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Parking violator shot by officer is sentenced on misdemeanor

Things could have ended better for Devere D. Thomas, but then, considering how quickly events got out of control on Feb. 2, it could have been worse.

Thomas, 21, was sentenced to nine months in jail Wednesday for what started out as a parking ticket. But he also survived being shot by a police officer and he had a felony charge against him dismissed – a charge that could have meant seven years in prison.

Thomas's attorney Nelson Torre said the entire case was the result of “escalation, lack of tolerance on both sides. and miscommunication.”

“It’s one of those cases that is difficult for all involved,” Torre said, calling it “a microcosm of issues” that now are drawing national attention.

It happened in a matter of seconds on Feb. 2, when an NFTA officer saw Thomas’ car stopped in a bus stop near a Family Dollar store near Main and West Utica. When the car pulled away, the officer followed, and a block later, when Thomas pulled over at a Burger King, the officer flashed his lights.

According to Torre, surveillance cameras caught “the essence” of what happened next, in images but not sound, as another officer arrives and the first officer is talking to Thomas, the driver.

After some possibly heated back-and-forth, the driver’s side window rolls up, Torre said.

"Then the back-up officer drew his weapon from his holster and fired through the windshield,” Torre said.

That, Torre said, is when a frightened Thomas tried to drive away “through several gunshots.”

An officer standing on the driver's side jumps back as Thomas pulls out, a gunshot wound in his hand. His brother, who was in the car with him, was uninjured and no officers were struck by the vehicle.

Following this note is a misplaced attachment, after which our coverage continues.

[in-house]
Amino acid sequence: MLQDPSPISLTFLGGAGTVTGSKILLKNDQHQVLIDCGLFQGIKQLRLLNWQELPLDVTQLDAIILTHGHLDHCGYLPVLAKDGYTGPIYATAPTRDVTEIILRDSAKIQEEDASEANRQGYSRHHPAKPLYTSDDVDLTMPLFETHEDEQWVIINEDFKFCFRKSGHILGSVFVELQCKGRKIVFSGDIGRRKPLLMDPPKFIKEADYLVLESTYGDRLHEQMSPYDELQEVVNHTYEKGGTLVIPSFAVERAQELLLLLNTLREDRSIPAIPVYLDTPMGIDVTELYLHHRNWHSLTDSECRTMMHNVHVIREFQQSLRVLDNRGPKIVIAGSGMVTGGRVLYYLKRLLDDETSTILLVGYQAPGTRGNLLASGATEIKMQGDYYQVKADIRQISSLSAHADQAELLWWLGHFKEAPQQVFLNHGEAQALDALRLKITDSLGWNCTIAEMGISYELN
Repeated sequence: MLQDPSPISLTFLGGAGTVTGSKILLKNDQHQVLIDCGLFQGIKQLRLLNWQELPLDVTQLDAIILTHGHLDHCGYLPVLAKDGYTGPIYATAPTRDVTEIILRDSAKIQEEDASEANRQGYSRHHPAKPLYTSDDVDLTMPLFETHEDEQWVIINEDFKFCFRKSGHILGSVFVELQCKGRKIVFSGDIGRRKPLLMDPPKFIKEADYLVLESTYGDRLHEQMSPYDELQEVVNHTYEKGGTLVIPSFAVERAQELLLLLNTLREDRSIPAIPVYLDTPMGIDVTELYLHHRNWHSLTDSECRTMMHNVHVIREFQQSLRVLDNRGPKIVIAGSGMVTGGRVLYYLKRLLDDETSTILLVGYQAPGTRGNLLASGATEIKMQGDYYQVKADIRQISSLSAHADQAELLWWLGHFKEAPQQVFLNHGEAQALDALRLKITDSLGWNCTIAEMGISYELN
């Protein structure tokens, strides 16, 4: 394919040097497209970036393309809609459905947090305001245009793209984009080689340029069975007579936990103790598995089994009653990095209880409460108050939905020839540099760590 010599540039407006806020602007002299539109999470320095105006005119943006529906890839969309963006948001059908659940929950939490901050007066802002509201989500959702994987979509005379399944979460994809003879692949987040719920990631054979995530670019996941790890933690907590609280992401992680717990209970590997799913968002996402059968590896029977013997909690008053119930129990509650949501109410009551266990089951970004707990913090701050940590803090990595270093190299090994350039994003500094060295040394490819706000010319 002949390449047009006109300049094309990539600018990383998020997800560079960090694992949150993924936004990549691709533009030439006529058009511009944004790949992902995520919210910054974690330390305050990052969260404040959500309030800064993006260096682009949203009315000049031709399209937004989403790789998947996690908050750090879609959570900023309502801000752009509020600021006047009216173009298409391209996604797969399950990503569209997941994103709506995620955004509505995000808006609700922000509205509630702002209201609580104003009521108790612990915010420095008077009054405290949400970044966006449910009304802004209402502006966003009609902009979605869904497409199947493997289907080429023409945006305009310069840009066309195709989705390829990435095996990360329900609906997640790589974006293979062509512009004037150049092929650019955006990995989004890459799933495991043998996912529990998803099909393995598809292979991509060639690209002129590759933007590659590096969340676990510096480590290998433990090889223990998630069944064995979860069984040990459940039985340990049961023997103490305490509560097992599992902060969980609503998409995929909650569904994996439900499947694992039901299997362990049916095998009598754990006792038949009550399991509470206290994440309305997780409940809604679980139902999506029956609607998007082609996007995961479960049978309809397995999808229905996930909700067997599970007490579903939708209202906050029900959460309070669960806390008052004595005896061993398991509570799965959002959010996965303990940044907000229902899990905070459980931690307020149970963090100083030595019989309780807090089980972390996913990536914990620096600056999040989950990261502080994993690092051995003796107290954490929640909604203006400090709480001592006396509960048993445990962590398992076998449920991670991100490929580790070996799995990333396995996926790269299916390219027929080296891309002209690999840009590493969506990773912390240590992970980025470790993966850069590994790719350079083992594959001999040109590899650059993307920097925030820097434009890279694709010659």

Original reports of the incident said that Thomas was fired upon after he tried to run over a police officer with his car, and NFTA Officer Robert Gawlick appeared in court for the sentencing to tell the judge that he feared for his life that night.

"I understand the judicial process, but he put myself and all the civilians in jeopardy," the officer said.

“My client had no criminal intent that night," Torre said. "He was making a purchase at Family Dollar. Do I say the officer was too quick to draw his weapon and use deadly force? Yes, I do.”

But Torre also agreed that Thomas should not have rolled up his window just because he felt the stop was unreasonable for a parking offense.

Even so, Torre added, “I don’t think he should be punished harshly for being shot,” and asked Judge Kenneth F. Case to consider probation.

Before pronouncing sentence, the judge pointed out that the entire episode could have been avoided.

“This started as a vehicle and traffic parking violation and escalated into what brings us here today,” Case said. “We have a police officer who feels he was in danger and others who were endangered, and you got shot,” he told Thomas.

The judge said he had watched the video, which in his view provided as many questions as answers, and felt that the plea to the misdemeanor of fleeing from an officer was the correct way to resolve the charges.

The judge opted against probation, he said, because Thomas already had violated probation for his only previous conviction, for petit larceny, because of marijuana use. Case ordered the nine-month sentence with credit for any time Thomas has already spent in custody.

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